France's presidential runoff election seems almost designed to horrify any faithful Catholic. François Fillon, the conservative candidate who vaulted to an upset primary victory largely on the back of Catholic voters, was kept out of the runoff by a variety of scandals. The far-left Jean-Luc Mélenchon, despite a commitment to secularism bordering on the fanatical and his social liberalism, at least campaigned on social justice, welcoming migrants and a commitment to peace in foreign policy.
Meanwhile, there is no obvious Catholic choice between the remaining candidates. On the one hand, Emmanuel Macron, a centrist technocrat and one-time investment banker, promises to unleash the forces of the market and has an “anything goes” view of social issues. (Some Catholics might also blanch at the fact that his marriage started in adultery and that his current wife left behind a husband and three children.) And on the other hand, there is the notorious Marine Le Pen, who takes a hard line against immigration and in favor of secularism, and has even flip-flopped on her previous mild criticism of the country's reigning pro-abortion dogma.
There is considerable overlap between French conservatives and French Catholics.
That being said, Ms. Le Pen has a persistent appeal for many French Catholics, for a straightforward reason: There is considerable overlap between French conservatives and French Catholics. Few neutral observers will now deny that immigration from predominantly Muslim countries has put stress on the country and contributed to security issues or that the European Union and the euro face serious problems. Concerns like these are front and center for many conservatives who happen to be Catholic. They might find Ms. Le Pen distasteful, and she might not have been their first choice, but they might pick her over a man who seems to embody everything they see as having gone wrong with the country over the past 20 years.
According to a recent poll, only 42 percent of Fillon voters plan to vote Macron in the runoff, versus 31 percent for Le Pen; 27 percent either have not made up their mind or plan to stay home. Not all Fillon voters are Catholics, of course, but the Fillon vote overlaps with a lot of practicing Catholics. Forty-four percent of Mass-going Catholics voted for Mr. Fillon in the first round, according to a Harris Interactive poll, and 68 percent of practicing Catholics voted for a candidate who is not in the runoff, reports the Catholic magazine La Vie.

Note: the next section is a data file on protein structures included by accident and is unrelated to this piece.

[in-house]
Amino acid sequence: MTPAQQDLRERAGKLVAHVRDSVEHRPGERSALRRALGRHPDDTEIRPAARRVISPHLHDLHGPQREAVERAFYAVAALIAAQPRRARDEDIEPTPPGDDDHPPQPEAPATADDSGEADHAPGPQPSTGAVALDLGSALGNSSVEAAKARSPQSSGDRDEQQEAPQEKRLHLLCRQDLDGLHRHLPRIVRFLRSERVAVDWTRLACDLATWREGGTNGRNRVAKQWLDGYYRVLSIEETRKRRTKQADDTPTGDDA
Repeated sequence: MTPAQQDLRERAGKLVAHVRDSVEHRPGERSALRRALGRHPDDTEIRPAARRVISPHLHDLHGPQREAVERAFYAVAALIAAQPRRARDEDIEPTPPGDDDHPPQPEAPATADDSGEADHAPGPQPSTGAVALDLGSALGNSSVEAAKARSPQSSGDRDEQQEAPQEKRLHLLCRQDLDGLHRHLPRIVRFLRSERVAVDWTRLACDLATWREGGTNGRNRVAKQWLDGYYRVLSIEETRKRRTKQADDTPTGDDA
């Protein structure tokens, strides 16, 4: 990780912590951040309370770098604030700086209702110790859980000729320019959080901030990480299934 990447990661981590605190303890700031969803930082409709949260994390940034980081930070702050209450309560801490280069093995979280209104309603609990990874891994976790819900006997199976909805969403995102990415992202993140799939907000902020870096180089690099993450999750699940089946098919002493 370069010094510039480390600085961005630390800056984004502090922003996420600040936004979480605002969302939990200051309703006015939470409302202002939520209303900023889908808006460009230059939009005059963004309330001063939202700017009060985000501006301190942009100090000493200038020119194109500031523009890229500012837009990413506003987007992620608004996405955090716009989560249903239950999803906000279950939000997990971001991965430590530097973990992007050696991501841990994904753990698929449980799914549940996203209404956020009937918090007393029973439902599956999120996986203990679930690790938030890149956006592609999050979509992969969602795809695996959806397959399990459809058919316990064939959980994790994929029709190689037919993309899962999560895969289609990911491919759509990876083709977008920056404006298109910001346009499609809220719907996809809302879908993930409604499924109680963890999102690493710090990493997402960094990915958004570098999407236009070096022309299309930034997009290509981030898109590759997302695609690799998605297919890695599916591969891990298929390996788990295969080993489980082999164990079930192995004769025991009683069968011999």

Catholics are deeply split, in a fun-house mirror reflection of the broader split that the Macron-Le Pen runoff embodies: a country divided—by globalization, technology and social liberalism—into winners and losers who are increasingly at each other's throats. Sens Commun, the biggest “Catholic right” political organization, refused to endorse a candidate, unlike most elected officials in the French right. Following its usual practice, the French Conference of Catholic Bishops has refused to explicitly endorse a candidate, although it released a statement with “discernment points,” emphasizing issues like welcoming migrants, that are hard to read as anything but encouragement to vote Macron. Several bishops have explicitly said they would vote for Mr. Macron, as have the heads of a number of Catholic charities. La Croix, the biggest Catholic newspaper, which leans slightly to the left politically, is featuring "voices" of Catholics—bishops, nuns and intellectuals—explaining their vote, and so far it is 100 percent Macron. In other words, the Catholic “elite,” unanimous in its support for Macron, is growing disconnected from its much more ambivalent “base.”
The appeal of Marine Le Pen for some Catholics, however, runs deeper than opposition to Mr. Macron. Many see French national identity as threatened by the forces of militant Islam and progressivism, and traditional French national identity seems a much more hospitable milieu for Catholicism than either of the alternatives. Sometimes, it seems that Ms. Le Pen is the only candidate who will unapologetically stand up for defending that identity from external threats.
The danger, of course, is that the French Catholic revival that I have been chronicling becomes merely a tool for a populist politician to win elections and thereby defeats itself by becoming too associated with politics, in the way that American evangelicals have put a ceiling on their support because of their persistent association with hard-right politics. Marine Le Pen will probably not be president, at least this time around. But the tension between an otherworldly disengagement and a militant, perhaps quasi-reactionary, embrace of political populism will keep working itself out in the heart of resurgent French Catholicism.